Spokane International Airport
|Spokane International Airport
Geiger Army Airfield
Spokane International seen in 2010, viewed from the south
|IATA: GEG – ICAO: KGEG – FAA LID: GEG|
|Location||Spokane, Washington, USA|
|Elevation AMSL||2,385 ft / 727 m|
Spokane International Airport (IATA: GEG, ICAO: KGEG, FAA LID: GEG) is a commercial airport about 5 miles (8 km) west of downtown Spokane. It is the primary airport for Spokane, Eastern Washington, Coeur d'Alene, and North Idaho. It is the second largest airport in Washington, with over 3 million passengers in 2010.
During World War II, Geiger Field was a major training base by Second Air Force as a group training airfield for B-17 Flying Fortress heavy bombardment units, with new aircraft being obtained from Boeing near Seattle. It was also used by Air Technical Service Command as an aircraft maintenance and supply depot; Deer Park Airport and Felts Field were auxiliaries.
Geiger was closed in late 1945 and turned over to War Assets Administration (WAA), then transferred to Spokane County and developed into a commercial airport. The airport hosted USAF Air Defense Command interceptor units during the Cold War for air defense of Hanford Nuclear Reservation and Grand Coulee Dam. Built in 1942 as the Spokane Air Depot, Fairchild Air Force Base is four miles (7 km) to the west.
It became Spokane's municipal airport in 1946, replacing Felts Field, and received its present name in 1960, after the City of Spokane was allotted Spokane Geiger Field by the Surplus Property Act. The airport code is still GEG, for Geiger Field.
The current terminal complex opened in 1965 and was designed by Warren C. Heylman and William Trogdon.
Occasional non-stop flights to southern California since the 1970s have been among the first to be suspended during economic downturns.
Growth and expansion
A second level was added to Concourse A and Concourse B in 1974.
The airport has a Master Plan, which includes a third runway and gates added to Concourse C.
A new control tower has been built south of the airport, replacing the one near Concourse C. The new control tower is the tallest one in the State. The Terminal, Rotunda, and Concourse C Enhancement Project (TRACE) was recently completed, designed by Bernardo/Wills Architects, P.C. The project, which concluded in November 2006, added retail space and expanded security checkpoints in the airport's three concourses, and gave the Rotunda an aesthetic renovation. In 2010, 2000 feet was added to Runway 3–21, and parallel taxiways 'A' and 'G' enabling heavier aircraft departures in summer months.
The airport plans to add another concourse in the next 5–10 years and looks to add more direct flights to the east coast; the Spokane market has been hosting big events and attracting business to the area.
Spokane International Airport provides 24 gates on 3 concourses. Gates on Concourse A are numbered 11–15, gates on Concourse B are numbered 1–10, and gates on Concourse C are numbered 22–25 and 30–32.
Airlines and destinations
operated by Horizon Air
|Boise, Portland (OR), Seattle/Tacoma||C|
|Delta Air Lines||Minneapolis/St. Paul, Salt Lake City
|Delta Connection||Los Angeles, Salt Lake City, Seattle/Tacoma
Seasonal: Minneapolis/St. Paul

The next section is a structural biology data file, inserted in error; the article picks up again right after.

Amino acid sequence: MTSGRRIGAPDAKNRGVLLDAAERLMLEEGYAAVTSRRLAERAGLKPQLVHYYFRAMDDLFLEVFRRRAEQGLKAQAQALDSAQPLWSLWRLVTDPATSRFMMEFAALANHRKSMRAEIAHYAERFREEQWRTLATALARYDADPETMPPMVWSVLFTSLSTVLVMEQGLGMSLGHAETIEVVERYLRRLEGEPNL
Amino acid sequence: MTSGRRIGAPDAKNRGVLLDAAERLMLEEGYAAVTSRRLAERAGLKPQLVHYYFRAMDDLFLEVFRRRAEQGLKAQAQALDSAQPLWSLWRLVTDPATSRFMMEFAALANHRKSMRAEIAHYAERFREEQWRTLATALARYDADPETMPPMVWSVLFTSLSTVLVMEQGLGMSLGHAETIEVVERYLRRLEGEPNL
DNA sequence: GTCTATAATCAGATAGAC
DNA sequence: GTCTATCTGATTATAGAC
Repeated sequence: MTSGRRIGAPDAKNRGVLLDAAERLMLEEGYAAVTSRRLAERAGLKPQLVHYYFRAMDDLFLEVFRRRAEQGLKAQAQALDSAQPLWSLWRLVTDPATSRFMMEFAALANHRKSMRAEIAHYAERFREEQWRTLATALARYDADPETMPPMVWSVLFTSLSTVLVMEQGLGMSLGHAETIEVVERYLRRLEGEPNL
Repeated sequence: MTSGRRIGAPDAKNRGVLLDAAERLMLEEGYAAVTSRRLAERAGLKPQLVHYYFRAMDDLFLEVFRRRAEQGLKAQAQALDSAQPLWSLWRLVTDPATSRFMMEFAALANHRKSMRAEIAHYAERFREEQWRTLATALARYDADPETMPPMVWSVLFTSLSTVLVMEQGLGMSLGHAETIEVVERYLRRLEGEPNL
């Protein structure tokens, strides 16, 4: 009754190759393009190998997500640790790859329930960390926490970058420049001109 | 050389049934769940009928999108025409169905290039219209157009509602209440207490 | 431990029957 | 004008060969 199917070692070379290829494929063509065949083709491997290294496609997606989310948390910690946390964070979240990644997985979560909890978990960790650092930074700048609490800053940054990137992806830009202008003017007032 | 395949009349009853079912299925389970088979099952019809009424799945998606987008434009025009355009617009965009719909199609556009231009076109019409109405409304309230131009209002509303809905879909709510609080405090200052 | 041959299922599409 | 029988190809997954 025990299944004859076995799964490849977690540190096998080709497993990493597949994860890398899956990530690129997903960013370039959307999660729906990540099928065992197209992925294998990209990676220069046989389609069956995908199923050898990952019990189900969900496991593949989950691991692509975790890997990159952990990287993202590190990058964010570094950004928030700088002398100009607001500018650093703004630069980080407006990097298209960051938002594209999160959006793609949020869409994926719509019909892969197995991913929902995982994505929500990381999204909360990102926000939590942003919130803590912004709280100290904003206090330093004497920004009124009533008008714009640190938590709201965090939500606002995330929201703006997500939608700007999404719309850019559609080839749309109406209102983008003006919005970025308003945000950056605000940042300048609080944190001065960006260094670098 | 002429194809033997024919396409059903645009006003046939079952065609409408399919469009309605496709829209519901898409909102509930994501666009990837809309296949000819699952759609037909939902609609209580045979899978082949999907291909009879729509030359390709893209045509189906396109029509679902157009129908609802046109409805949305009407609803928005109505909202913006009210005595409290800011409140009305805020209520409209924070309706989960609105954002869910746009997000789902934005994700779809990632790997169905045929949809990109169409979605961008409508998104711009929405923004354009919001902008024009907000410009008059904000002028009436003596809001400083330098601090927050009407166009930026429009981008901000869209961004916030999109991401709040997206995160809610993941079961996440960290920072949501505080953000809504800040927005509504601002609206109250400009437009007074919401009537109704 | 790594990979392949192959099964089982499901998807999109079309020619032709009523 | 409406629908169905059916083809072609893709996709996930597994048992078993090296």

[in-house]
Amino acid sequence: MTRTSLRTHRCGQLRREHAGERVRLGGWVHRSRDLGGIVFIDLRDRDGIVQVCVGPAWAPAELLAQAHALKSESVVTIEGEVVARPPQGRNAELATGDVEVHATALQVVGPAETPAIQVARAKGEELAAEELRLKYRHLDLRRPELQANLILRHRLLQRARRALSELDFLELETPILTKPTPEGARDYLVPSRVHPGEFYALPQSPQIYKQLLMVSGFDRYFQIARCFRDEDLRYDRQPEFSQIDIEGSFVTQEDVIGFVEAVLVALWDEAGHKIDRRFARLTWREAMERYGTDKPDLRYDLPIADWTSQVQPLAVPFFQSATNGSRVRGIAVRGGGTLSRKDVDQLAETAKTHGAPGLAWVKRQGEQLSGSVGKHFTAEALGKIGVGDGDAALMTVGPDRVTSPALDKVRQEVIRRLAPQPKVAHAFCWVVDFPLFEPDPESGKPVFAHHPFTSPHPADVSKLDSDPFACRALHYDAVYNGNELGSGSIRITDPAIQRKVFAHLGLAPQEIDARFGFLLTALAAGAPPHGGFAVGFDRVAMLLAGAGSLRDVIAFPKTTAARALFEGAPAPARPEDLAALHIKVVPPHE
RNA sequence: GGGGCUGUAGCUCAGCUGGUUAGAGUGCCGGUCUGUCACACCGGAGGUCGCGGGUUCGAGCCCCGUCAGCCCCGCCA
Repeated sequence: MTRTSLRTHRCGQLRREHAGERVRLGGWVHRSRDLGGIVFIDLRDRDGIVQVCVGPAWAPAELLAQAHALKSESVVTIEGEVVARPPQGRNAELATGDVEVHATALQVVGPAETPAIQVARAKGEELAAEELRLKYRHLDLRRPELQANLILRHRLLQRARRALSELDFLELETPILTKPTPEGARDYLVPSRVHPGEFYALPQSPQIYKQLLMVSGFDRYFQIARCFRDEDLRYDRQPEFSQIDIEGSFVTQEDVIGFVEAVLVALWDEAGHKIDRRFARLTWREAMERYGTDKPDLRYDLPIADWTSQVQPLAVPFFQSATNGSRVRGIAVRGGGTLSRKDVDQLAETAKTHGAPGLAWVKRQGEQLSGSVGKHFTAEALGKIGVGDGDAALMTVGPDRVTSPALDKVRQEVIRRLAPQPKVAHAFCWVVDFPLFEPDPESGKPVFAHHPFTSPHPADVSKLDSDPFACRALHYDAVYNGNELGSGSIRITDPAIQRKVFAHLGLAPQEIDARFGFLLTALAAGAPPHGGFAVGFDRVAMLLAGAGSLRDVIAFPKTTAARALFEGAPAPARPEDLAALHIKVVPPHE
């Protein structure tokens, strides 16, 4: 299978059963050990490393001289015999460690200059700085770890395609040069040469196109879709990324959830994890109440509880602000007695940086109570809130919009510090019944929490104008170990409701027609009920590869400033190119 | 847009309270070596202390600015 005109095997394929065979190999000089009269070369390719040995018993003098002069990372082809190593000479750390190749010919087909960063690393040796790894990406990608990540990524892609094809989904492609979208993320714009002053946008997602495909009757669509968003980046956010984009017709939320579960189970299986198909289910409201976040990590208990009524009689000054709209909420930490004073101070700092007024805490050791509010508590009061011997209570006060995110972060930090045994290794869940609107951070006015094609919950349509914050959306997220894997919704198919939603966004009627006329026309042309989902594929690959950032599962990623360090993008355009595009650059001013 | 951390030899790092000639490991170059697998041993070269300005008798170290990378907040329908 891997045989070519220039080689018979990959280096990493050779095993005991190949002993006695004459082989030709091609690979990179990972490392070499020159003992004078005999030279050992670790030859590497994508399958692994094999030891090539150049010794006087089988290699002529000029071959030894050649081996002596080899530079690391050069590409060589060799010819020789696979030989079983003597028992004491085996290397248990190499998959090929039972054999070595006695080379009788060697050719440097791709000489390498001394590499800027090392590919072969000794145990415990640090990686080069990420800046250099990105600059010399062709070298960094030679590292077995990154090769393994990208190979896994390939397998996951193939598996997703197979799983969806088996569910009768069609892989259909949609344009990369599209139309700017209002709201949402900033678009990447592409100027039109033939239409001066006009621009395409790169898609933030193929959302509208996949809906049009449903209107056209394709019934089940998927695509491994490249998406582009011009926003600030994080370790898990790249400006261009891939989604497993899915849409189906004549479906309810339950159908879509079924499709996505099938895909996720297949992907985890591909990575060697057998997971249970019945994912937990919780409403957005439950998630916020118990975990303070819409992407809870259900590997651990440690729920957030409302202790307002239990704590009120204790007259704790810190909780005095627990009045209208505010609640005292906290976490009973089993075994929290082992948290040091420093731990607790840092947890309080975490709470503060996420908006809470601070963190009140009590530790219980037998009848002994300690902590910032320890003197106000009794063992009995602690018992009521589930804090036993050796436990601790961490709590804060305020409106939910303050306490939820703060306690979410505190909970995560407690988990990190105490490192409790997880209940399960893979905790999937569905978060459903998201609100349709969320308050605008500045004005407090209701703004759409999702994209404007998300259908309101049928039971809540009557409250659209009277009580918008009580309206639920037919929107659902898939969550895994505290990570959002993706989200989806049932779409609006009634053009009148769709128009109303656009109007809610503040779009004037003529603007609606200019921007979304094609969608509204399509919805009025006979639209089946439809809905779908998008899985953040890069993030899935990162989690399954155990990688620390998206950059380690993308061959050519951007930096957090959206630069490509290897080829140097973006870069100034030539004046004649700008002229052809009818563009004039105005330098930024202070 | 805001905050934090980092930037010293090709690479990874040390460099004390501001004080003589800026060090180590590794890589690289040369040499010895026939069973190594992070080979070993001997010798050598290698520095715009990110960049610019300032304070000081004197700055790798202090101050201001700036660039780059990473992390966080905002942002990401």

|Southwest Airlines||Boise, Denver, Las Vegas, Oakland, Phoenix
|1||Seattle/Tacoma, Washington||503,000||Alaska, Delta|
|2||Denver, Colorado||195,000||Southwest, United|
|4||Salt Lake City, Utah||130,000||Delta|
|5||Minneapolis/St. Paul, Minnesota||121,000||Delta|
|6||Phoenix, Arizona (PHX)||107,000||Southwest, US Airways|
|7||Las Vegas, Nevada||83,000||Southwest|
|10||Los Angeles, California||26,000||Delta Connection|
Accidents and incidents
- On January 21, 1981 a Beechcraft Model 99A, Cascade Airways flight 201, crashed into a hill 4.5 miles from the runway. The accident was caused by an incorrect distance measuring equipment frequency, and premature descent to minimum descent altitude. Of the nine people on board, seven were killed (including both pilots), and the other two passengers were seriously injured. The airline ceased operations about five years later.
- On March 18, 1994, Douglas DC-3C N3433Y of Salair crashed shortly after take-off on a cargo flight to Portland International Airport. The starboard engine failed shortly after take-off. The engine that failed had previously been in long-term service and had been fitted to the aircraft on February 21, replacing an engine that developed a misfire and loss of power. It had accumulated 15 hrs flight time at the time of the accident. The aircraft was destroyed in the subsequent fire and both crew were killed.
- Washington World War II Army Airfields
- Western Air Defense Force (Air Defense Command)
- 9th Air Division
- Spokane International Airport: Frequently Asked Questions
- Spokane Airport Terminal – Historic Preservation Department
- "Terminal Roof Bid Accepted". The Spokesman-Review (Spokane). August 25, 1977. p. 7. Retrieved January 22, 2015.
- Spokane International Airport: Twenty-year Master Plan Update
- Spokane International Airport: Terminal, Rotunda, and Concourse C Enhancement Project
- WA: Spokane International&carrier=FACTS
- Air Statistics and Passenger Data. Retrieved on Mar 28, 2015.
- Historic Passenger & Cargo Data. Retrieved on Mar 28, 2015.
- "N3433Y Accident description". Aviation Safety Network. Retrieved June 25, 2010.
- "SEA94FA085". National Transportation Safety Board. Retrieved June 28, 2010.
|Wikimedia Commons has media related to Spokane International Airport.|
- Spokane International Airport, official site
- Spokane International Airport at WSDOT Aviation
- (PDF), effective November 12, 2015
- FAA Terminal Procedures for GEG, effective November 12, 2015
- Resources for this airport: